Illusory correlations in perceptions and predictions of organizational traits

Authors

  • Colin Camerer

    Corresponding author
    1. University of Pennsylvania, U.S.A.
    • Department of Decision Sciences, Wharton School, University of Pennsylvania, Philadelphia, PA 19104, USA
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    • Ph.D. at the University of Chicago Graduate School Business in 1981. He taught at Caltech and at Northwestern University' Kellogg Graduate School of Management, and is currently teaching decision sciences at the Wharton School. His research is mostly experimental tests of models of rational behavior in decisions, games and markets.


Abstract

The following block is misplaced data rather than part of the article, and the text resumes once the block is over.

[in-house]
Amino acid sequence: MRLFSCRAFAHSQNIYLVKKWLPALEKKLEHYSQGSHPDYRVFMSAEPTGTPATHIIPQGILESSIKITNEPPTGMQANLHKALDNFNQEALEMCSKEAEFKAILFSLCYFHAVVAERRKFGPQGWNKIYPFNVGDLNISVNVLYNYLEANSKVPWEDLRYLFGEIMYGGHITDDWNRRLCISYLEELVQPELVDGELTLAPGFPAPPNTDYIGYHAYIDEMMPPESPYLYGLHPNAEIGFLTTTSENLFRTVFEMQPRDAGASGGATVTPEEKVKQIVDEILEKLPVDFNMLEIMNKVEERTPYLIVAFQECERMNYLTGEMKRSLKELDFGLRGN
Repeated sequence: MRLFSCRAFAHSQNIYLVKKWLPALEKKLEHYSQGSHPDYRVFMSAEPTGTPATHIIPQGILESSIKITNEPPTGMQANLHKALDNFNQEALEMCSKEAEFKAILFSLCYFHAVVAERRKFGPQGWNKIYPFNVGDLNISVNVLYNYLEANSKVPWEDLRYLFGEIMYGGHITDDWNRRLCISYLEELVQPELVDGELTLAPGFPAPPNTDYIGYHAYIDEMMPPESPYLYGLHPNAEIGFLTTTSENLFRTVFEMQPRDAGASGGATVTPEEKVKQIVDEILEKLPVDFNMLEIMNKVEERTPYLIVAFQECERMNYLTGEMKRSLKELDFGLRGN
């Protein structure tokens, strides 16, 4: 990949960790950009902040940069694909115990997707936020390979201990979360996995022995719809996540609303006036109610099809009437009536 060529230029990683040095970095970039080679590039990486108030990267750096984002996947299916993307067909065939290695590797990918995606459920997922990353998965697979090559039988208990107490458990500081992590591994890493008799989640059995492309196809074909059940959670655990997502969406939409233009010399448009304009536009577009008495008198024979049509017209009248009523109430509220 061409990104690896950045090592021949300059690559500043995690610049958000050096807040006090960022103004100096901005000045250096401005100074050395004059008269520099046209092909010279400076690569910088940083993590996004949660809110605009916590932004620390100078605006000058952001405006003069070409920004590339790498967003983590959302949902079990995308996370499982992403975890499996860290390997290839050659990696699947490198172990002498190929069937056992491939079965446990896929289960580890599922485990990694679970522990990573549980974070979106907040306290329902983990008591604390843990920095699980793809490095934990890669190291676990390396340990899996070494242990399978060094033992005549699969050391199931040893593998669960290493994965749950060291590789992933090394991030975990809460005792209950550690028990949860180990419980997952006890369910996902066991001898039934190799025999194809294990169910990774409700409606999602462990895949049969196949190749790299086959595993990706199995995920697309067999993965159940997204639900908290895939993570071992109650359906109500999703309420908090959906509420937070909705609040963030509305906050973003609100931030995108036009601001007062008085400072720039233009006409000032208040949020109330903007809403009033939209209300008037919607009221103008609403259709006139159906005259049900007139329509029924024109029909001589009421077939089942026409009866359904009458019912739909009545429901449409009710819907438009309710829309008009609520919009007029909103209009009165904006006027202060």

People often believe in ‘illusory’ correlations between variables that are similar, but not actually correlated. This study suggests that judgments of organizational traits reflect illusory correlations, because subjects' perceptions of correlations between traits, and the predictions of Hage's (1965) ‘axiomatic’ theory, were more highly correlated with independent similarity ratings than with actual correlations between traits. Some methodological reasons why organizational-trait theories might unwittingly produce illusory correlation predictions are discussed, along with possible remedies.

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